Gloved Fretting Hand

Discussion in 'Technique [BG]' started by Wings, Jul 22, 2019.

  1. Wings


    Feb 6, 2005
    Bellport, NY
    I know this was covered 5 or 6 years ago, but not in a positive, serious way that might help some of you so I’d like to share some recent experiences.

    I’ve been playing bass exclusively for 20+ years. I started playing guitar in 1957. I play Blues, Bluegrass, Folk, Traditional, and Classic Rock. I play in several local bands. Although I play a fretted J Bass, my style is very fluid and smooth as if I was playing a fretless bass. I slide all over the neck.

    In humid summers, I always run into the same issue, my finger tips won’t slide easily on the strings. I’ve tried lubing my finger tips and drying them with alcohol or powder. I use flat wounds and in the past two years I’ve switched to tape wounds which are a step in the right direction, but not a solution. Two months ago I found a solution, with benefits.

    After watching Scott play with a glove on his fretting hand I thought I’d give it a try, but not the kinds of gloves that have been tried in the past, instead, I did an Amazon search for “Thin Cotton Gloves” and came up with 50 cent white thin cotton gloves, about $8 for 16 gloves, no right or left, they work either way.

    The bottom line is that my fingers now glide over the strings as if they were on ball bearings! Plus, I don’t know why, but all the speed I thought I had lost and had written off to getting older is suddenly back. What a nice surprise.

    So if you have an open mind and want to give something a try that might surprise you, give a thin cotton glove a try. Yes, I’m not crazy about the look, but the benefits are too good to pass up. At this point in my life I’m far more concerned with how I sound.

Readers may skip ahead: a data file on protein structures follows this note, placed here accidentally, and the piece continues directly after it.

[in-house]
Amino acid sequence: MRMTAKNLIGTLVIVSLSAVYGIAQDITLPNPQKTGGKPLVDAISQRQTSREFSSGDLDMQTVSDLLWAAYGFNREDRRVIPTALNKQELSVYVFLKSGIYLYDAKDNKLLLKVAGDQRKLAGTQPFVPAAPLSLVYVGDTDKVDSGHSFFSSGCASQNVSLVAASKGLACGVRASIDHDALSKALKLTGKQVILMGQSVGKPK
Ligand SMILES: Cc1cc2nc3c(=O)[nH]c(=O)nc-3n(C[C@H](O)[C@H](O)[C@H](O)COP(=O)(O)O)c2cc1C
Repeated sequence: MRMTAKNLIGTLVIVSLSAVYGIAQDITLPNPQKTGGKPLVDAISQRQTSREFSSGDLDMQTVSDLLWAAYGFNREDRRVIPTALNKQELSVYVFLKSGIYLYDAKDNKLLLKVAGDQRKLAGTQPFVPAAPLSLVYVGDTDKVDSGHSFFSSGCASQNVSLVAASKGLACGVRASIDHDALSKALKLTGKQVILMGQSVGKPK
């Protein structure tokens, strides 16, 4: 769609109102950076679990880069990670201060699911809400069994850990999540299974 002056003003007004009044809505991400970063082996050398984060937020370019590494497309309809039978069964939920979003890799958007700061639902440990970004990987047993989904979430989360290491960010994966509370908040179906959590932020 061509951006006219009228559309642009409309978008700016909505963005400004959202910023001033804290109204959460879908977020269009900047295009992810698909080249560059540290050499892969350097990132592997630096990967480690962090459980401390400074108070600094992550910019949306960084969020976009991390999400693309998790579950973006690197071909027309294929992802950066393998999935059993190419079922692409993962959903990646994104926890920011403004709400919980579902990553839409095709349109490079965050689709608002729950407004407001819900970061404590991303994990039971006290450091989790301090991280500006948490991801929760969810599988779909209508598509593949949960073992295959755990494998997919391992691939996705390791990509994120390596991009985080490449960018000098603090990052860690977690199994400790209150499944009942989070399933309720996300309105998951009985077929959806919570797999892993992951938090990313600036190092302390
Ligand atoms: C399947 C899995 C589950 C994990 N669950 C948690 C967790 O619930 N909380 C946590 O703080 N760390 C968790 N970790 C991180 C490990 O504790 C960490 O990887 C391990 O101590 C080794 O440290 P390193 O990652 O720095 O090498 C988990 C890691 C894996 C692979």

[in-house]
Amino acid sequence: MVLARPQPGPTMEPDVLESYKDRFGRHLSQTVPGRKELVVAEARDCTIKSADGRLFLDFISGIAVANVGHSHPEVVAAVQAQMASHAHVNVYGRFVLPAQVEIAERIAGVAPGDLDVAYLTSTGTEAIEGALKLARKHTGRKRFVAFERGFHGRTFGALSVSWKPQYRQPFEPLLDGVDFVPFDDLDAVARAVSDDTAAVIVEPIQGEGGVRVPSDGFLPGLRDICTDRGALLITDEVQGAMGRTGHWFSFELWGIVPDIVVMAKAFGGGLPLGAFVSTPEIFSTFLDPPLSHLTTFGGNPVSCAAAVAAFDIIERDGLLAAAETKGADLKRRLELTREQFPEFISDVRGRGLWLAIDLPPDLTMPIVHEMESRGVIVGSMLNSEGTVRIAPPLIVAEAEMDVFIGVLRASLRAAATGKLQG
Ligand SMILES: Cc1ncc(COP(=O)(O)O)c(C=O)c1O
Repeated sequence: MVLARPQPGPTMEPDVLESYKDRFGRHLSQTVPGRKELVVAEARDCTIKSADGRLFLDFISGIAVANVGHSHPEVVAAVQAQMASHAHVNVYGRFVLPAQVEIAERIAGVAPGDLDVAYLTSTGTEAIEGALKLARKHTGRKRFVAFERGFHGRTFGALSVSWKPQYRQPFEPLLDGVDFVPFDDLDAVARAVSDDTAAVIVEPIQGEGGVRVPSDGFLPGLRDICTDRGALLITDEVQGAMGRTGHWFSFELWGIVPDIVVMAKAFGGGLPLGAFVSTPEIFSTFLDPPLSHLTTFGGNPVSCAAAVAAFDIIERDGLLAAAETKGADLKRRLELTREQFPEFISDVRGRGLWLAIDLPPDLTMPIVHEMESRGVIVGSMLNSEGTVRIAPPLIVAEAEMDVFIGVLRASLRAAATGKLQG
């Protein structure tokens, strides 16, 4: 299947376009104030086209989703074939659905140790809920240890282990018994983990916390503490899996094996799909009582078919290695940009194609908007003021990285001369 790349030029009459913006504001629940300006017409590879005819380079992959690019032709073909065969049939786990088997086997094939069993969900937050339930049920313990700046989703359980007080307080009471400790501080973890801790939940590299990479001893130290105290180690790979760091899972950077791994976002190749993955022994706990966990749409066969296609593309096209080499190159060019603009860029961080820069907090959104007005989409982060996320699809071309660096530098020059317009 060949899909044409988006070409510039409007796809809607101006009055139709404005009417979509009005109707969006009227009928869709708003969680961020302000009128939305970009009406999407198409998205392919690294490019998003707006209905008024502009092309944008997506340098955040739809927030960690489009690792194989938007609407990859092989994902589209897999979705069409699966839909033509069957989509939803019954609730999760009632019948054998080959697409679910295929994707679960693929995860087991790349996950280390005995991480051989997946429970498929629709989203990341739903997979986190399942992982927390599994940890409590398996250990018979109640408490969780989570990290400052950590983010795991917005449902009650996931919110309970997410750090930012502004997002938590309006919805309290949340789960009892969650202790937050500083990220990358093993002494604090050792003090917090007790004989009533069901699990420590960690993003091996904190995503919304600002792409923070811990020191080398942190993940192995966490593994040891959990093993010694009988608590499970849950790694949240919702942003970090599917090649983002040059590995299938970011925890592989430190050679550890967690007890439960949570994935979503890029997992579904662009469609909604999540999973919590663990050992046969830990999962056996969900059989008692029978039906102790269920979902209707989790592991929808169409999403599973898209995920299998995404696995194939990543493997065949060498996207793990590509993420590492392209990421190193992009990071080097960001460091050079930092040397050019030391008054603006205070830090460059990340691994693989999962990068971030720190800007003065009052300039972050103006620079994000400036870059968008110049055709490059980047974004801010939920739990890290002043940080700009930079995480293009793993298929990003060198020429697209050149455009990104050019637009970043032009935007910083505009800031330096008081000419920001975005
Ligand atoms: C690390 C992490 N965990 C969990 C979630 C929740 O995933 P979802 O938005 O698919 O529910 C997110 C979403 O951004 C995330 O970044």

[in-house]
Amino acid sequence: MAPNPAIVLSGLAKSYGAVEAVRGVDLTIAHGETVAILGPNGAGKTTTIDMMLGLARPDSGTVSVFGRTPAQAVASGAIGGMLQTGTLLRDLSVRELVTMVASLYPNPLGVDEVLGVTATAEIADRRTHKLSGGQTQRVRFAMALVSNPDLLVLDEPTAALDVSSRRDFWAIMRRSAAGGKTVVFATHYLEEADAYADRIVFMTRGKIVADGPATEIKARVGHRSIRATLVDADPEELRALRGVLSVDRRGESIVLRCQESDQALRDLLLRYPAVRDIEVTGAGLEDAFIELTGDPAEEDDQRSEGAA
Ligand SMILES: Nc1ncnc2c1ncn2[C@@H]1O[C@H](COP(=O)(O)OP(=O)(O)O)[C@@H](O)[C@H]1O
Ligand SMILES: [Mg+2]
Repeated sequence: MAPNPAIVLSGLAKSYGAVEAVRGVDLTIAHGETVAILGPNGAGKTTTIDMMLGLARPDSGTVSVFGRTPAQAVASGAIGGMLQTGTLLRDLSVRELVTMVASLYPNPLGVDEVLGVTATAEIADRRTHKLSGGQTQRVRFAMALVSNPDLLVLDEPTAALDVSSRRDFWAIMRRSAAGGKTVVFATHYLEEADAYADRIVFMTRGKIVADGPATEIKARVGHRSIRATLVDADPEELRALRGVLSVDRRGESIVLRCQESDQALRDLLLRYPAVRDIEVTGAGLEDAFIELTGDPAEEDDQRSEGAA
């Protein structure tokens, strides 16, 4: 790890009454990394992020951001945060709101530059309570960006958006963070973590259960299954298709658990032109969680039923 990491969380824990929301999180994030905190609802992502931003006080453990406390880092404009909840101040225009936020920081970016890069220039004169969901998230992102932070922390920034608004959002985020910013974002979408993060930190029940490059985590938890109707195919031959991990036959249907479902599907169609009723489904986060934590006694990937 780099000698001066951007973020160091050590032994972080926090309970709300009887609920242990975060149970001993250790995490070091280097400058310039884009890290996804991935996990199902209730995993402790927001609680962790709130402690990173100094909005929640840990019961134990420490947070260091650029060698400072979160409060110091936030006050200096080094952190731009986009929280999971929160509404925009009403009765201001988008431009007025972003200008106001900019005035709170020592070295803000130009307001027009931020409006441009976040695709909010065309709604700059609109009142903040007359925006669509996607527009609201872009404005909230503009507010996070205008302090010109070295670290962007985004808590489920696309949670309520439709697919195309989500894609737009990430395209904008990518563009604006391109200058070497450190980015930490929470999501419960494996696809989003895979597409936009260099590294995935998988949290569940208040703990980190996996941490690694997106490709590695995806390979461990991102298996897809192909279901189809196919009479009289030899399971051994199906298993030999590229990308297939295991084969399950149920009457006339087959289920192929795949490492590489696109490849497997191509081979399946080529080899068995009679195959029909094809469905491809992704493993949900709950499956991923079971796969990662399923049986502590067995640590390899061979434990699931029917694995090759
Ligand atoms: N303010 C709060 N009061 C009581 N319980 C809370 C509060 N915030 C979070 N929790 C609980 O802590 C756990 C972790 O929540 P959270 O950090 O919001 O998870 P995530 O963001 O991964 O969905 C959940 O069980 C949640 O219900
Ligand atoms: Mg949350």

2. That may be one side-benefit of having osteo-arthritis in my hands. I play with a brace on my left hand which serves a few functions.
    1-keeps my wrist straighter
    2-lessens the pain in my left hand the morning after a 4 hr gig
    3-makes sliding around the neck easier
  3. Other than Scott Devine, you're not the first. The gloves he wears are like $16 each. Like you I bought some cheap cotton gloves off of Amazon. $10 for a dozen pair, or something like that. At first I was only thinking left hand. I found they didn't restrict my playing one bit and made it easy to get up and down the neck. What I do is turn the gloves inside-out, trim off the excess material around the seams, then turn them back the right way. It minimizes any loss of feel.

    ... But then I got the idea to try one on my right hand. The reason wasn't speed so much (though it is a benefit), but I tend to leave my nails just long enough to pick acoustic guitar. I like the percussive sound I get with them on bass- but not all the time. Sometimes I want a softer attack and don't want to use my thumb, so the glove comes in handy in that regard. I do have to dig in a bit more with them, but it's not like using bare fingers where I often get "stiction". I also like to use Finger-Ease down by the right hand area (I wipe it on, not spray it) so that I minimize the stiction making my plucks faster and more predictable. I cut the fingers off the thumb and pinky as the glove isn't really needed on those fingers and helps my hand vent a little better. I'd cut the ring finger area too, but I'm messing with three finger plucking, but not having a ton of success with it yet. I think it will have it's spots.

    As far as the left hand goes, I haven't abandoned the notion to cut the finger tips off and use the glove as a friction reducer for going up and down the neck. With the full glove there is almost zero friction, but my callouses are hard enough that they don't grip too badly any more... except NEW Ernie Ball Cobalt Flats (but that's a whole 'nother thing).

  4. Brad Johnson

    Brad Johnson Inactive

    Mar 8, 2000
    Gaithersburg, Md
    DR Strings
    If it works for you it works. I'm lucky in that hands stay very dry so friction isn't an issue. Playing with a lighter, more controlled touch factors into that.

    I recently strung a couple of basses with light gauge Dunlop flats and it's like playing in zero gravity.
  5. Wings


    Feb 6, 2005
    Bellport, NY
    I can see that there’s more to explore here. I’m going to try trimming away excess material and although I’m happy with an ungloved picking hand, I’ll give a glove there a try too. Thanks!